Review – Comedy Crate at the Charles Bradlaugh, Northampton, 12th January 2023

CC Jan 23First comedy gig of the year and a sell out night at the Bradlaugh for what turned out to be an excellent night of laughter courtesy of the Comedy Crate. Our MC for the evening was Stephen Carlin, who nicely uses his slightly dour Scottish persona to good advantage, and is excellent at riffing off the crowd with whatever fascinating nuggets they reveal. There was plenty of mileage to be gained from Darren, the audience’s self-appointed Witchfinder General, Chris, Stephen Carlinwho wouldn’t take his coat off, and the wrongly-accused-of-being-a-fascist, Holly. He had some great material about climate change and drugtaking, and took great control of the evening.

Our first act, and new to us, was Jacob Hawley, a likeable London lad with an attacking, slightly in-your-face style, living with the joy of having a lockdown baby because creating her was the only thing he and his partner could do in Jacob Hawley2020. The crowd gave him lots to work with, including having some better lines than himself, which he was happy to acknowledge! He has a great sequence about being asked to do a most unconventional gig at a Drive-In Movie, and does a brilliant impersonation of a lapdog. Very entertaining – he will be returning to the Bradlaugh for a longer gig in April.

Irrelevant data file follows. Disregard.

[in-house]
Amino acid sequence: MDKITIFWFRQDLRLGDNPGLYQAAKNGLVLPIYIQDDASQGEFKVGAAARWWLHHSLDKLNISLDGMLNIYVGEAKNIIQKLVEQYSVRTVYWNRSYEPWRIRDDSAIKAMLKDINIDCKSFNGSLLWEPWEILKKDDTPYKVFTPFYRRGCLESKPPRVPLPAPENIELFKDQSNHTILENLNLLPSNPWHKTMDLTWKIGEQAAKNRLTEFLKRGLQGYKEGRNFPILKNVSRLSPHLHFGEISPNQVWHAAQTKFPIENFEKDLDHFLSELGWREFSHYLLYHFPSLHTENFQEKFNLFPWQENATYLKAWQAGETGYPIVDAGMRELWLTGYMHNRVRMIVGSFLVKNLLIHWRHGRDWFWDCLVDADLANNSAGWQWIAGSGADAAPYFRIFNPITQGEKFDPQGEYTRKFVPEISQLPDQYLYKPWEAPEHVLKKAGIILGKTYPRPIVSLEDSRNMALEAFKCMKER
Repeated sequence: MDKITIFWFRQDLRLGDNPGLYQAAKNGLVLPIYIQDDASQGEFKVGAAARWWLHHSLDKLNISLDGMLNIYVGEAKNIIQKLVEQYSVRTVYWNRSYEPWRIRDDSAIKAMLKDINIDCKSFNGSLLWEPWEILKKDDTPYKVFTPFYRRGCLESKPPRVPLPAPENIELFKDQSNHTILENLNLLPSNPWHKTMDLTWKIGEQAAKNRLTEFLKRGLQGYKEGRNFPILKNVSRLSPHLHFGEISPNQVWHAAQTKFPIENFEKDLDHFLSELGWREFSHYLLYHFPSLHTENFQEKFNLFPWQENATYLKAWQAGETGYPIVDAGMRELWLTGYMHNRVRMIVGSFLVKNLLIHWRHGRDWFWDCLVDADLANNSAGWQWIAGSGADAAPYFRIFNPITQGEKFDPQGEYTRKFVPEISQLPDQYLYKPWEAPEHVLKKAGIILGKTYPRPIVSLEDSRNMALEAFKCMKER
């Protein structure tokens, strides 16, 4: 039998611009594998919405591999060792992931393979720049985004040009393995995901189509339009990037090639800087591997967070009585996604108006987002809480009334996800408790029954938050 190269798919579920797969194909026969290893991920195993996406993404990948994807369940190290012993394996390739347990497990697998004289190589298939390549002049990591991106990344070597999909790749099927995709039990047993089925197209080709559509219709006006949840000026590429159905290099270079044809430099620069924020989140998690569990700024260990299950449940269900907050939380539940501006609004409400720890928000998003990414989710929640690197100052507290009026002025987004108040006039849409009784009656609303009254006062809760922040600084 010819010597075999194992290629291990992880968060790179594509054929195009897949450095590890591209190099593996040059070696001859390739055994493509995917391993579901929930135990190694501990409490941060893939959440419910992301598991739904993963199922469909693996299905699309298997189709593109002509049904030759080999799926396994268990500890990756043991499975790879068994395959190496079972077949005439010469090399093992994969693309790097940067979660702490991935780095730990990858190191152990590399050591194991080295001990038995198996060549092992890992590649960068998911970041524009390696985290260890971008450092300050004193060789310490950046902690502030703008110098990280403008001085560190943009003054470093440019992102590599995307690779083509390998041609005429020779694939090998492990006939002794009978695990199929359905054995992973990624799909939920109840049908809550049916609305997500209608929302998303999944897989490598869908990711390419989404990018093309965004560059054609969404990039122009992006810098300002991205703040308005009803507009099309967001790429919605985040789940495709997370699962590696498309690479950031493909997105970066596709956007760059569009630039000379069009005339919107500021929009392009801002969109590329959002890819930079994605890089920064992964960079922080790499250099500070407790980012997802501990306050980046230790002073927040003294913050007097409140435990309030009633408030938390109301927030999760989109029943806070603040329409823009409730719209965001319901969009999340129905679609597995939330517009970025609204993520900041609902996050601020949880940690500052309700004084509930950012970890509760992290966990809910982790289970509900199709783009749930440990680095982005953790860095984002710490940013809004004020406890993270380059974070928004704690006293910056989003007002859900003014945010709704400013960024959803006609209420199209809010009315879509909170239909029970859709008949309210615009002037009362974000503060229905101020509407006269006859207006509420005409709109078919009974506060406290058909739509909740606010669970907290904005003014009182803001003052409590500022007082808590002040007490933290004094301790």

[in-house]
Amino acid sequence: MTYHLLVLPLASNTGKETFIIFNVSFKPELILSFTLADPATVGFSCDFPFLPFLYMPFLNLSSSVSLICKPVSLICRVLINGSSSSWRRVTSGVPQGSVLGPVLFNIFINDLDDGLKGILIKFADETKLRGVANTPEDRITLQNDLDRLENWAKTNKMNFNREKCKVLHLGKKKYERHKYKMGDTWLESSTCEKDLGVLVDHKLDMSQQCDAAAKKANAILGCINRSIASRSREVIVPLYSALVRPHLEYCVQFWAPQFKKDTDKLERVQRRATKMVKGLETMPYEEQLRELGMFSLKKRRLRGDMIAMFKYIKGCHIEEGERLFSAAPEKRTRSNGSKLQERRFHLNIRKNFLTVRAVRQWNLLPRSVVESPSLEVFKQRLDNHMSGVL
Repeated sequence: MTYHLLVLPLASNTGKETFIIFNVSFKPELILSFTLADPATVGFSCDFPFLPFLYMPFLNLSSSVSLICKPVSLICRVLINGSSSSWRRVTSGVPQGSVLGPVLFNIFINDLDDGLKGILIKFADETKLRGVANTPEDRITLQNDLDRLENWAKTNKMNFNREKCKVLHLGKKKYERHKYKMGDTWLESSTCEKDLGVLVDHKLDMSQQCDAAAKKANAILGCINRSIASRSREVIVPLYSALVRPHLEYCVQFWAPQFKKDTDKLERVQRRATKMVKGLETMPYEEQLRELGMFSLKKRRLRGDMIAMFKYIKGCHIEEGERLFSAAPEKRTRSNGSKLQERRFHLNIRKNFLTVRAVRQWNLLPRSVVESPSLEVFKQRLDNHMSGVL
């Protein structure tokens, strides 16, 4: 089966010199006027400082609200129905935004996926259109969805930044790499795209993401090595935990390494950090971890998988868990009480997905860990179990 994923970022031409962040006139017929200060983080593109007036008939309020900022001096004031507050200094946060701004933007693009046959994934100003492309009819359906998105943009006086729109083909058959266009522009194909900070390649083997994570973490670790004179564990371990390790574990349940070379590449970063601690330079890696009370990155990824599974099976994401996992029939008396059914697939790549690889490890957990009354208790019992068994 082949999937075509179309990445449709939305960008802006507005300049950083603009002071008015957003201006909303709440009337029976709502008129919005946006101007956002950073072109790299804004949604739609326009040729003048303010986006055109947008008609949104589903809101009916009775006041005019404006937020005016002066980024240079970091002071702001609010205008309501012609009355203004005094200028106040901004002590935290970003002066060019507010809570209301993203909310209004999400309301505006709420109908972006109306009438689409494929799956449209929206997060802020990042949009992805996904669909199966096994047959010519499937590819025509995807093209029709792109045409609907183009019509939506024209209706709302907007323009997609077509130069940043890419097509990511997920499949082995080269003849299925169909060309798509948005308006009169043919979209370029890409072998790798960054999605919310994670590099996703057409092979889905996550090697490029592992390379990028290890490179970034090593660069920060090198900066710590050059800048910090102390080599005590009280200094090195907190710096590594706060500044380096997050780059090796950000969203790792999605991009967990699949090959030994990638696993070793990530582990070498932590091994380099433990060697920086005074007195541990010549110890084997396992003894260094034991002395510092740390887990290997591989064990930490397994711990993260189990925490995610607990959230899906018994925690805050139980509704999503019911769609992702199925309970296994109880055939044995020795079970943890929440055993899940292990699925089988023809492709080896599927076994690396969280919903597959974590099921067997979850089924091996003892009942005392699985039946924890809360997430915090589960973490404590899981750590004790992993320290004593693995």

Next up was Kate Martin, whom we had relatively recently seen at the same venue as she was a contestant Kate Martin(if that’s the right word) in the Northampton heat of The British Comedian of the Year. She is so sure-footed on stage, and you sense that nothing could faze her. As before, the majority of her material is based on either her height or her sexuality, and on both counts she’s not backward in coming forward. Nicely self-deprecating, which helps her to set up a brilliant rapport with the audience, and, despite having heard some of the material only a few months ago, we loved every minute.

Nathan CatonOur headline act, and someone we’ve enjoyed seeing a few times, was Nathan Caton. He opened with an inspired callback to one of Stephen Carlin’s lines, which set us up for a great set. Recently married, he had some brilliant material about the costs of a wedding, faux-resentment about his mother re-marrying, and I loved his observations about now living in a middle-class area and wearing middle-class clothes. He is so quick-witted, and he nails every comic observation so that they hit home. All killers and no fillers, as someone once said. A great way to end the night.

There’s another gig at the Bradlaugh on February 9th – you should come!

Review – The Comedy Crate present The British Comedian Of The Year, Northampton Heat, Charles Bradlaugh, Northampton, 27th September 2022

BCOTYSo here’s something a bit different. At the Charles Bradlaugh last night, the Comedy Crate hosted the Northampton heat (who knew there was one?) of the British Comedian of the Year competition. Ultimate prize for the winning comic – £10,001. I guess that last pound is put in there because, like the subject matter, it’s a bit funny. Compered by Ben Briggs, nine comedians took to the stage with a ten to fifteen minutes set to win the hearts, minds and votes of the audience. Masai GrahamYes, after they had all performed we had an app through which to select our favourite two comedians. And at the end, Ben announced the two acts that would go through to the next round. Our third place choice goes forward to some kind of repechage/punch-up behind the bikesheds to see if they can also squeeze through.